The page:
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  • The Hip Hop Counselor...

    Hip Hop 101 is now in full swing.  My students just completed their first major assessment task - presenting in groups one of the 4 elements of Hip Hop.  This assignment was a big challenge for students born in the 2000s who have no historical or cultural context of Hip Hop's roots.  For the first few weeks of the class, it was about establishing that foundation.  They learned about the Bronx, Kool Herc, the impact of poverty/redlining/racism, etc. that created this cultural phenomenon known as Hip Hop. As we started to dabble with aesthetics - I felt it would be more interesting that they did their own research on the 4 Elements.  The presentations were a little rough around the edges, but I can see signs of connections they are making to past and present - what it looked/sounded like. So, when my friends Ceci and Nathan approached the SIS staff about joining the 8th grade Humanities classes in their "This, I believe" podcasts...my participation was without doubt and what I wanted to share came quite naturally.

    It had to be about a huge part of my identity and my own experience as a middle schooler. It had to be about Hip Hop.

    My Audio

    2017 SIS This, I believe Podcasts

    Text:

    When I was 12, my cousin Ryan’s bedroom was my first dance club.  There, we taped live DJ mixes off of the radio and he tried to teach ME - a goofy 7th grader with two left feet, the latest dance moves.  I was a quick study on the Roger Rabbit, Running Man, Cabbage Patch, the Wop - but the Walk was my kryptonite.  Every day after our homework was finished - Ryan dutifully brought out the boombox and showed me how to do it.  I could NEVER. GET IT. RIGHT.  My arms were always ahead of my feet or vice-versa.  In hindsight getting that dance move down seems so frivolous, but to my 12 year-old self - it was everything. 

    See music has always been an important part of my existence.  I can associate every family party, school activity, and life drama to a song, singer, or genre.  Dancing and listening to Hip Hop and R&B was common ground for my cousins, friends, and me.  We could have very different interests - but this is how we bonded.  Not getting that move down meant the difference between being cool or not. I had to be able to do it, especially when my younger sister got it before I did. And so when I finally got that dance move right, I was walking on Cloud 9.  It was an important milestone for a middle schooler aiming to be like her cooler, older cousins. 

    While dance lessons took over many afternoons, the primary driver of that bonding time was Hip Hop culture and its aesthetics: the fashion, the dance moves, the artwork, the message, etc.  We looked at clothes, dissected lyrics, and we even started looking at politics - at least as much as our pre-teen and teenage selves could possibly understand. As a child of Filipino immigrants who grew up in a middle-class, predominately white California suburb, Hip Hop music helped me explore why many times I felt different from my classmates.  Through the rhymes layered over sampled beats,  I learned about the experience of Black and brown people in the United States that wasn’t covered in my public school history books.  I started reading Malcolm X and Maya Angelou - attempting to process their words on identity, community, revolution, and social justice.  In turn, I was inspired to start exploring my own background and what it was like to be a Filipino growing up in the United States.  For me, Hip Hop wasn’t just beats making me bob my head or move my feet, the words got me to think and brought me to different worlds and told stories that weren’t always within my immediate reach.  Each group or emcee told tales about love, life, friendships, the inner city, growing up poor, or womanhood - to name just a few topics.  The music that backed those stories was often sampled from Hip Hop’s predecessors and it broadened my interest in soul music.  Underneath those rhymes is the funk of James Brown, sax of Tom Scott and John Coltrane, or keys of Ronnie Foster and so many other music greats who preceded the Hip Hop generation.  I was hooked and never let go.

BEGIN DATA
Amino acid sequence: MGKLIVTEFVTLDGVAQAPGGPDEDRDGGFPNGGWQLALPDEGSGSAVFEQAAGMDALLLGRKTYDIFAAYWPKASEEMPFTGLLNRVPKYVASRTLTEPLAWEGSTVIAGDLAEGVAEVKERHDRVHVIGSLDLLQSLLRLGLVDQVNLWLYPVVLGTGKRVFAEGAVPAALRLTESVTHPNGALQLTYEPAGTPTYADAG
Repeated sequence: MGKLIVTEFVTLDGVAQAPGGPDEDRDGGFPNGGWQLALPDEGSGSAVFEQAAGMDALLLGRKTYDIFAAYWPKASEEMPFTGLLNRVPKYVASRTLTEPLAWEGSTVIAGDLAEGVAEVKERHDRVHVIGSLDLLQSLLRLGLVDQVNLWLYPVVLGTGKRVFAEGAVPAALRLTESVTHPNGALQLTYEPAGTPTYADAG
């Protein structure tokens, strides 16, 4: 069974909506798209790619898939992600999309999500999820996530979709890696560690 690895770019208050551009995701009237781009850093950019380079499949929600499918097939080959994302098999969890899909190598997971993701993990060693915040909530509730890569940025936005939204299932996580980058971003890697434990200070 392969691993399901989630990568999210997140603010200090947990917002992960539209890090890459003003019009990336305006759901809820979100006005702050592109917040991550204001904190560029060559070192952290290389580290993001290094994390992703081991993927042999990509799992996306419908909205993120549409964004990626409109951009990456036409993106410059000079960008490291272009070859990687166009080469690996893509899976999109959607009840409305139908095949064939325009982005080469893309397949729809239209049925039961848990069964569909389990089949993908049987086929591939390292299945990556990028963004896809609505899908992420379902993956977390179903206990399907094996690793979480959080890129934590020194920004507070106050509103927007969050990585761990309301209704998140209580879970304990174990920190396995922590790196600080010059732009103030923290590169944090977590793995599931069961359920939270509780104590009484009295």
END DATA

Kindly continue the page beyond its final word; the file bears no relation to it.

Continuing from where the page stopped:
25 years since those after school dance lessons, I don’t do those dance moves as much any more unless I’m at a 90s theme party or family reunion, but my belief in the power that music has to transform, heal, and express deep and hidden feelings remains strong and unyielding.  I see it in my students’ eyes as they talk about their favorite artists and debate the importance of which songs are played at the middle school dances.  I see it amongst my friends, loved ones, and colleagues as we discuss our favorite musicians and how we use music to cope with the world’s current events.  I see how it helped an awkward, precocious 12 year old find her rhythm and voice through the emcees and singers she idolized; building connections to the world beyond her cozy, suburban hometown.  Music can mean many things to different people and to me, music is life.  This, I believe.